My favorite visual artists have the ability to transport me to faraway places — places I already know, places I’ve never been, places that exist only in their imaginations. Stand in front of a Monet and you’re in Normandy; visit a Yayoi Kusama Infinity Room and glimpse an alien landscape no one else could have made.
I experienced this sudden traveling while scrolling on Instagram in my living room when I stumbled across Myriam au Citron’s work. Her colorful, bright paintings made me feel the atmosphere and energy of Tangier, in northern Morocco, where she’s based. Among other images of the city, she paints Jewish life — like Shabbat and the High Holidays — as celebrated in Morocco, making me feel nostalgic for traditions that are not my own.
Myriam’s art wasn’t always her primary focus: Food was what brought her to Morocco. Born in France to a French mother and a Moroccan father, she loved the flavors of her father’s cooking. They inspired her to move to Chefchaouen in 2016, where she opened a restaurant with her sister and started painting her surroundings in order to decorate the place. But when the lockdown forced restaurants all over Morocco to close their doors, drawing took up more and more of her days. Now her Instagram account, @myriamaucitron, has over 10K followers.
I spoke to Myriam over email about the artist she loves most, her favorite High Holiday foods, a perfect Tangier day and more.
What is your family history and background? Where did you grow up, where do you live now?
I am French-Moroccan; I lived in Lille in the north of France until I was 24, when I moved to Tangier. My father, from northern Morocco, lived in Casablanca before studying in Paris. My parents met on vacation in the Balearic Islands and settled in Lille, my mother’s home city, where my sister Sarah and I were born. We discovered Morocco through our parents’ cuisine, stories and travels.
Your images are often full of color and festivity — and food! What Jewish Moroccan foods make you think of the time of year when the High Holidays fall?
Rosh Hashanah is, for me, synonymous with sweet and salty plates. Lamb with plums served with a sweet couscous made with orange blossom and cinnamon is the must for a successful Rosh Hashanah (in my opinion)! Also, not Moroccan, but we like to do the lekah honey cake… it is the perfect way to finish the meal. To break the fast in Morocco we often find soups like harira, made with celery, tomatoes and chickpeas and accompanied by dates or dried figs.
What are your Rosh Hashanah and Yom Kippur traditions, if you observe the holidays?
Tradition is above all getting together, sharing preparations and remembering the essentials. I particularly like the Rosh Hashanah seder; I like the symbolism through the presence of each food, the pomegranate, the dates, and honey… it is also a way to recall Morocco through North African cuisine.
The Rosh Hashanah painting is inspired by a visit to Ashdod in Israel, where I was marked by the history and attachment of the Moroccan Jewish community to the kingdom.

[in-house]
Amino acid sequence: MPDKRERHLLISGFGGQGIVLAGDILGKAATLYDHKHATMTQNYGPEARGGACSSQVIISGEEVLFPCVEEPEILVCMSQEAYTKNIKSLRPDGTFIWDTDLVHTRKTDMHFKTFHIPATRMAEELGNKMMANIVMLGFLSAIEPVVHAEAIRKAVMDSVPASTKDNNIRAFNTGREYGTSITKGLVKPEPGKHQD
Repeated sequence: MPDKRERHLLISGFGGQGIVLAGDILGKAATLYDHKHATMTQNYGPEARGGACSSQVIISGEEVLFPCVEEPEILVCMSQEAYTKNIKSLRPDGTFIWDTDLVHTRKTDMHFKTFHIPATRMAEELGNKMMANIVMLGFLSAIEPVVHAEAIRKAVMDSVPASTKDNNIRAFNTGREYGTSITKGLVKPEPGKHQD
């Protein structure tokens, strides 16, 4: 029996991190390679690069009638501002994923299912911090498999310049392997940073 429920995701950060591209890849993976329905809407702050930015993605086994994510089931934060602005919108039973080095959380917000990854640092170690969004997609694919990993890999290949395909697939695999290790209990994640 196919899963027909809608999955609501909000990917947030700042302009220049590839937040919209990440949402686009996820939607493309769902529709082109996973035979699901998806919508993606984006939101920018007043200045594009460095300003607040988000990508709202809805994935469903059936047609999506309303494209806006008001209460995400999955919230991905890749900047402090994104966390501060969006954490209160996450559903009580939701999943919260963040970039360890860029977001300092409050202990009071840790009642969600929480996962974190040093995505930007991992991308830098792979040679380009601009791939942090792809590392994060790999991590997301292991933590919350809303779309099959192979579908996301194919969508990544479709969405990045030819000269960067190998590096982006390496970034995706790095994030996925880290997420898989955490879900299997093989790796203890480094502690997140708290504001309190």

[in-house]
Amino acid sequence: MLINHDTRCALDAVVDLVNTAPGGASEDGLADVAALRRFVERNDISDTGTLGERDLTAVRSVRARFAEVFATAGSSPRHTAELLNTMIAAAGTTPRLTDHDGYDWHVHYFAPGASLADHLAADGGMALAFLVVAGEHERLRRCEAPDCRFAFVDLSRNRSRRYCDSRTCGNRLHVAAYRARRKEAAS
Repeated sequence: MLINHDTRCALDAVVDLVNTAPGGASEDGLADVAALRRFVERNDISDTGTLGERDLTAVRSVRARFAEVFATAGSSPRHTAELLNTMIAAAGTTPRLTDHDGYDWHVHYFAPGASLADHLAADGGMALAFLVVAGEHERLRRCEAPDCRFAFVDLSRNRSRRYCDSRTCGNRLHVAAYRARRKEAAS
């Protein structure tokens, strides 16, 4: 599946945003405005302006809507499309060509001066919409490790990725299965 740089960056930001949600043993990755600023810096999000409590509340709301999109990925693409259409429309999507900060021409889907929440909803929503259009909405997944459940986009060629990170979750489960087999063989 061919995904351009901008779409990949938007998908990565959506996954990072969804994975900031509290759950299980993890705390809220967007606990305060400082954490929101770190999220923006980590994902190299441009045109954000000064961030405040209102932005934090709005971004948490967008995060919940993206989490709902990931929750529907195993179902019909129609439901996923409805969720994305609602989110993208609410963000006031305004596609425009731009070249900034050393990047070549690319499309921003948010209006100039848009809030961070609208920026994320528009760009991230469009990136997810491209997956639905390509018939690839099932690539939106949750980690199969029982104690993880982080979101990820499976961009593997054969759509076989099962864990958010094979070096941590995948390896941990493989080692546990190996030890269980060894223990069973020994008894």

What media/materials do you usually like to work in?
I paint on thick paper (300 to 400 grams) after drawing my ideas from previous sketches in wood pencil. The last step is colors! I use a mixture of acrylic and gouache.
Favorite visual artists?
Chagall!! I discovered him when I was 16 in an exhibition called “The Thickness of Dreams.” I was deeply touched by his poetic works, and all the details present in the works — the theater sets, but also the incredible ceiling of the Paris opera. It is surely his painting, “The Lemon Rabbi,” which made me choose the nickname “Myriam with lemon” for myself.
Where else do you draw inspiration from?
I always liked drawing but I didn’t really have a style. I used felt illustration for my marketing projects. It was really my arrival in Morocco that opened something in me. Surely the colors of the north, the green, the fabrics, the souks (markets)… the spontaneity of the scenes of daily life are delicious food for the imagination for me, who grew up in France.
How would you describe the feeling/personality of Tangier?
For me, Tangier is really special and unique. When I was younger, I didn’t like Tangier — I couldn’t understand the city, which is more intimate than Marrakech, for example. Then, over time, I fell in love with it: the architecture, the presence of nature, mythical addresses, stories. I want to be part of this city. Now I can’t see myself living anywhere else but in this poetic city, planted in Africa and looking towards Europe. You can see the ocean from many places; I have the impression that the houses hide wonderful stories. I feel inspired and have room to breathe.
You’re making me want to visit! Any Tangier recommendations, in case your images make others want to go?
What I love about Tangier is walking around Marshan and looking at the magnificent old houses… then losing yourself in the kasbah. You can even sleep at the Tangerina, which, to me, is the most beautiful hotel… then go down to the Place du 9 Avril, get some jben (local cheese) and fruits at the souk, and head to Rif Cinema for a tea. If you can, take a car to Perdicaris Park, where I love to walk, and then continue to the beaches for lunch at the Ocean Restaurant.
What’s next for you?
I am working on opening a pastry shop and salon de thé in Tangier with my sister. I wish for it to happen very soon. I also hope I will continue painting this Morocco and convey all the love and fascination I have for this colorful country.